military planners keep track of U.S. forces from carrier in Arabian Sea
Steve Crowley
Military planners keep track of U.S. forces from the Flight Deck Room of the USS Abraham Lincoln in the Arabian Sea. Under the "network-centric" approach, the armed services share more information.
By Alan Boyle Science editor
updated 5/4/2004 11:33:05 AM ET 2004-05-04T15:33:05

Computer networks and satellite technology have revolutionized the way battles are being fought in Iraq and Afghanistan — but there are limits to the revolution. “Battle Plan Under Fire,” a “Nova” documentary premiering on PBS Tuesday, provides a behind-the-scenes look at the gee-whiz of modern warfare as well as the potential pitfalls that face America's high-tech soldiers.

Producers at “Nova,” working in collaboration with The New York Times, gained access to weapons laboratories as well as meetings of the U.S. government's Combating Terrorism Technology Task Force, an ad-hoc think tank that was given the job of fast-tracking technologies that could battle post-9/11 threats.

The task force's high-tech scramble dovetailed with military trends that predated Sept. 11, 2001, including "network-centric" battle planning, where every fighter is noted as a blip on a tracking screen back at headquarters; and increased use of precision-guided weapon systems.

Technologies for transformation
All this technology is being put at the service of "transformation," a doctrine aimed at integrating the Pentagon's land, sea and air units into a faster-moving, more efficient fighting force.

One instrument of transformation is the Stryker armored vehicle, which saw its first battlefield deployment in Iraq. "Battle Plan Under Fire" provides an eye-opening look at the Stryker's high-tech interior: a state-of-the-art video system, night-vision imagers, screens for displaying troop coordinates, and a satellite uplink that connects each vehicle to the military Internet.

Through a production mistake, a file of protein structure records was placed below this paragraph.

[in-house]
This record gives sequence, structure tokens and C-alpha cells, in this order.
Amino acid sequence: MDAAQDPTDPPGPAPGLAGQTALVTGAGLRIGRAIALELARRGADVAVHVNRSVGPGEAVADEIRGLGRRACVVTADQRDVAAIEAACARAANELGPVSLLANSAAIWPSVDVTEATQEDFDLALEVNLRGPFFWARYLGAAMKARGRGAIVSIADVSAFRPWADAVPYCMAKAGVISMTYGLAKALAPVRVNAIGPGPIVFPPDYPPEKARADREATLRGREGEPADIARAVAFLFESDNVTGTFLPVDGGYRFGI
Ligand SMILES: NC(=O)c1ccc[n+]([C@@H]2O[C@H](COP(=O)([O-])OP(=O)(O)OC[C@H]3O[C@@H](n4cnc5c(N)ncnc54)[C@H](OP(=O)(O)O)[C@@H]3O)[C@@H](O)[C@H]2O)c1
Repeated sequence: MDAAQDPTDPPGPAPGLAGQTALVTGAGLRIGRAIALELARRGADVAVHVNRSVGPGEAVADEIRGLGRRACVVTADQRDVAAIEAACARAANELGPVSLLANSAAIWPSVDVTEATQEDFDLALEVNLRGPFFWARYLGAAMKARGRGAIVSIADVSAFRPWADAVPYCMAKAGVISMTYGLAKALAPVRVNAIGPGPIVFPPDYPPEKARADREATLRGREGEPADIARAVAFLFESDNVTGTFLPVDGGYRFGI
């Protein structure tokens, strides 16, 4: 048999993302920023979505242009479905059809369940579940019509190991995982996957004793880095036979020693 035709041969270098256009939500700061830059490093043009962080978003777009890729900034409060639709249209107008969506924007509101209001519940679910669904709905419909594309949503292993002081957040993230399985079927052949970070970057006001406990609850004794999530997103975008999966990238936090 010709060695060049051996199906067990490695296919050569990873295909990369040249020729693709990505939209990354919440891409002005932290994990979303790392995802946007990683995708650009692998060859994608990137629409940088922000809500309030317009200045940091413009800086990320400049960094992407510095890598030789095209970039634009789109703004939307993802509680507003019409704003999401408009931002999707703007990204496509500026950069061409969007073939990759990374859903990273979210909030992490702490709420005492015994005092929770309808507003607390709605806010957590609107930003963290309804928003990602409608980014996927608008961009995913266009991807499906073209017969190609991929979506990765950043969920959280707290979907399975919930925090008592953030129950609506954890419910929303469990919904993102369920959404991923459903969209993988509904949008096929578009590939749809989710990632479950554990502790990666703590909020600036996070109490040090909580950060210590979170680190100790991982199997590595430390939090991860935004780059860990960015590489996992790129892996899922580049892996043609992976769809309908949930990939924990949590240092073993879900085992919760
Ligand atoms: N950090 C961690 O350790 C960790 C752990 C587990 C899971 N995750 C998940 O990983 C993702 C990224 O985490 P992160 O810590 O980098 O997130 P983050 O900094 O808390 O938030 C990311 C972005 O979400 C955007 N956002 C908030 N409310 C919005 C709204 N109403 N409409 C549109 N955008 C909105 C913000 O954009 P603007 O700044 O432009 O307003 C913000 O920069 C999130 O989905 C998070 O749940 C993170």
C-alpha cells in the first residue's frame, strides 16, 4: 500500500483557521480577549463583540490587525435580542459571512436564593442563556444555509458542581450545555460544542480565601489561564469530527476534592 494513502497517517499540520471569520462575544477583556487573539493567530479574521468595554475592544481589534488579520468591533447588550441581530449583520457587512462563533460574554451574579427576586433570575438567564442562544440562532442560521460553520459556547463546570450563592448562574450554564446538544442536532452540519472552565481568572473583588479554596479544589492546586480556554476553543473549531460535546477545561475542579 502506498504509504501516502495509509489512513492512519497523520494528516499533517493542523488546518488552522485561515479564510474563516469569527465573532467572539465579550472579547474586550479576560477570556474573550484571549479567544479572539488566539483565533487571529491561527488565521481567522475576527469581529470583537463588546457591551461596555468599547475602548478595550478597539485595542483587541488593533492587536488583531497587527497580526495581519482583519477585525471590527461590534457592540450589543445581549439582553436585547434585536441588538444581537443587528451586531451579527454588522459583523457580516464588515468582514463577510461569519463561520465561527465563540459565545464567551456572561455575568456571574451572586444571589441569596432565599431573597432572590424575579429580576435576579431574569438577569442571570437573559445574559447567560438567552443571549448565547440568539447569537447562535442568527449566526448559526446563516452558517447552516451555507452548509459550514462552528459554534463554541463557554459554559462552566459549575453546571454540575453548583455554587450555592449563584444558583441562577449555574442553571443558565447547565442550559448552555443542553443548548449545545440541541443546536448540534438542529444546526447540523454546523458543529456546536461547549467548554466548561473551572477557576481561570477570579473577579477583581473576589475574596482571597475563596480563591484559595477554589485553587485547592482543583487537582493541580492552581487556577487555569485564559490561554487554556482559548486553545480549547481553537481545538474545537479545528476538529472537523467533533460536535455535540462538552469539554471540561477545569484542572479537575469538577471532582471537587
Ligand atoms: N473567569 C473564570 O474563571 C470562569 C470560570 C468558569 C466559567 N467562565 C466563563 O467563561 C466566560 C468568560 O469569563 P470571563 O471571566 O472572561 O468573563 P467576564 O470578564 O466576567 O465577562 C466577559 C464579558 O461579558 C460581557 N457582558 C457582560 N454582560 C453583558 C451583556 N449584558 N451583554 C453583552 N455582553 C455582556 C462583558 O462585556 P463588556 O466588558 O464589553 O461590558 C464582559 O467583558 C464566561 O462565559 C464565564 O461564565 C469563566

"I can look at where I'm at, where they're at, where I want them to go and post graphics on my system, which is instantaneously visible on theirs," Army Col. Michael Rounds, commander of the first Stryker brigade in Iraq, says on the program. "That's tremendously powerful."

Successes and failures
"Battle Plan" explains the workings of satellite-guided munitions and unmanned aerial vehicles , and touches upon other innovations such as bunker-buster bombs and hand-held electronic translators for soldiers. But the show isn't merely about the latest gadgetry for G.I.'s: It also examines how high-tech warfighting has succeeded — and failed — on the ground in Iraq and Afghanistan.

“It’s particularly timely, because the problems we’re having over there right now are by and large of a category that technology cannot fix,” John Pike, an expert on military and intelligence technology who heads, told

Tools of warThe PBS show begins with the effort to bomb Iraqi leader Saddam Hussein on March 19, 2003, the first night of the war against Iraq. “If everything works, an intricate network of high technology and information could bring an enemy to his knees,” the narrator intones. Unfortunately, the precision-guided attack was based on a bad tip from an Iraqi informant.